Amita Trasi's novel debut novel is both heartbreaking and hopeful. Set in India, it explores the devastating practice of the human slave trade and how two young girls were forever impacted by it.
Mukta was a girl born from a prostitute destined for that life herself. When she is taken in by a foster family who has a daughter close to her age, the two become friends. The five years Mukta spends in their home are much better than any life she could have imagined. She and Tara are as close as sisters, yet she is not allowed to go to school with Tara and is left with a list of chores she must carry out.
Abruptly this life comes to an end as Mukta is kidnapped from the home one night. Eleven years later, Tara blames herself for what happened to Mukta. She and her father had relocated to America shortly after Mukta's abduction and until recently Tara believed that Mukta had died. Now knowing that her father had searched for Mukta without success for eleven years, she decides to return to India to look for herself.
This trip to India takes Tara back in time as she sees the house she once lived in, meets her grandparents who were estranged from their children and who Tara has never met before, and reconnects with people from her childhood. It also brings to light many secrets her family had. No matter what Tara encounters she continues to look for Mukta, a girl she loved like a sister, and won't give up until she finds her.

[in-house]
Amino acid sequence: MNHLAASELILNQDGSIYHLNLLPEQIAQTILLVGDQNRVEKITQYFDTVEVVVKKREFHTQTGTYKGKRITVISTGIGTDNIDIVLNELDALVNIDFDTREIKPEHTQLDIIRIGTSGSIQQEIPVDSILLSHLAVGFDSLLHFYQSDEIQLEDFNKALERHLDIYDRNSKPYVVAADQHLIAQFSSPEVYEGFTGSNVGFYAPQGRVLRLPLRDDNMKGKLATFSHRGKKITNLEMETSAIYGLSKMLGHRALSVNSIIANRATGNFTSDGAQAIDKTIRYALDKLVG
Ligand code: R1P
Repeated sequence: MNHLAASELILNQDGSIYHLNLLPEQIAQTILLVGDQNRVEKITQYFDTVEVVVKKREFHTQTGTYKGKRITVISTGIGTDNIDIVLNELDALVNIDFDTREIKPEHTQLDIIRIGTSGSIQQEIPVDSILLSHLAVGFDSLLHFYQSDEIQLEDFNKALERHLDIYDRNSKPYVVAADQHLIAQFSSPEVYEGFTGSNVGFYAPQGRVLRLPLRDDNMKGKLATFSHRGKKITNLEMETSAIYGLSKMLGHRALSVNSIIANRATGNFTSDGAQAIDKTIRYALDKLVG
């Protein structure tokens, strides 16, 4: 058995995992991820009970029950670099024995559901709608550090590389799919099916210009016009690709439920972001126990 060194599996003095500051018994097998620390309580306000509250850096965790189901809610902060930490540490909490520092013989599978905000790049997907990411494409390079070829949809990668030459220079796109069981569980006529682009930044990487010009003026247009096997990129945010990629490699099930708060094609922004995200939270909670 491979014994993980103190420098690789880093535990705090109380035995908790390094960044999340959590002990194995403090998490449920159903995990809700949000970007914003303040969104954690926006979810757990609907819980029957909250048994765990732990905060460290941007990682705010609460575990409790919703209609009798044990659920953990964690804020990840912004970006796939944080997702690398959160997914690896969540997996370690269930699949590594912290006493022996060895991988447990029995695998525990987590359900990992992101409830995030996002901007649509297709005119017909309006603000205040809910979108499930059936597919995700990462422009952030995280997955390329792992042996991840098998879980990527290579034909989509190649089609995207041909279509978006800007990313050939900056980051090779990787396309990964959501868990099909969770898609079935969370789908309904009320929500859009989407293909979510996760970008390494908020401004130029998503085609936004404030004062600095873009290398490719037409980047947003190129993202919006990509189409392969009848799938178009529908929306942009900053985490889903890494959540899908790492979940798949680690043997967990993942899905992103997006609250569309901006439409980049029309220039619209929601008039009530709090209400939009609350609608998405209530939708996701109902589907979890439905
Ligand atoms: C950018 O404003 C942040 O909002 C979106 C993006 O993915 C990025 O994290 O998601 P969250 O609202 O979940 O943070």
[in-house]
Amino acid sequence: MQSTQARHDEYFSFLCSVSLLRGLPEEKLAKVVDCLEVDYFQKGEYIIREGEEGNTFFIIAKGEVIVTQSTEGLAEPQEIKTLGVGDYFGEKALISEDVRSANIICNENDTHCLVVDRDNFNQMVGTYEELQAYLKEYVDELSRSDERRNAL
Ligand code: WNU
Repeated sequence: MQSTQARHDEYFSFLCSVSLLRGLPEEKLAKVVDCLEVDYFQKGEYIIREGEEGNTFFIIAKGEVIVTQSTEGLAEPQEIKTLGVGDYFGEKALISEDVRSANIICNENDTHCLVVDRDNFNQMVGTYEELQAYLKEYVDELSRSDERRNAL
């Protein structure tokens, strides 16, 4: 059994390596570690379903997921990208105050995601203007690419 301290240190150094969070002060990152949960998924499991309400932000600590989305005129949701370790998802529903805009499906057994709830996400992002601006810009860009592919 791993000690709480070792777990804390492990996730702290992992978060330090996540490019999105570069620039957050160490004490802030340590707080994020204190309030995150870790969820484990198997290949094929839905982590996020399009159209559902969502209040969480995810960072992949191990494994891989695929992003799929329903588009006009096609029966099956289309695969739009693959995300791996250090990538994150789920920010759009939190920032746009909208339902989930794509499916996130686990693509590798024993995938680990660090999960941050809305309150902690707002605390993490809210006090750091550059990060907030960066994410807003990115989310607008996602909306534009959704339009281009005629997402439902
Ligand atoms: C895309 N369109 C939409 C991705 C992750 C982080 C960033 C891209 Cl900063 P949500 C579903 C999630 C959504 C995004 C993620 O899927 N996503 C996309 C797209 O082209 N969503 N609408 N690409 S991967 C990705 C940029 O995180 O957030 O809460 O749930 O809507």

The topic of human slave trade is a difficult one. In this novel Trasi explains the inheritance of such a lifestyle and how this often occurs in India. I had some ideas fairly early in this novel as to Mukta's parentage, but that didn't stop me from enjoying this book, and may have caused me to read even more quickly to see if my suspicions were correct. This is a fast read with suspense and a little romance and family secrets all mixed together.
Thanks to TLC Book Tours for providing a copy of this book for my review. All opinions expressed are, as always, my own.
For more information about The Color Of Our Sky, visit HarperCollins books.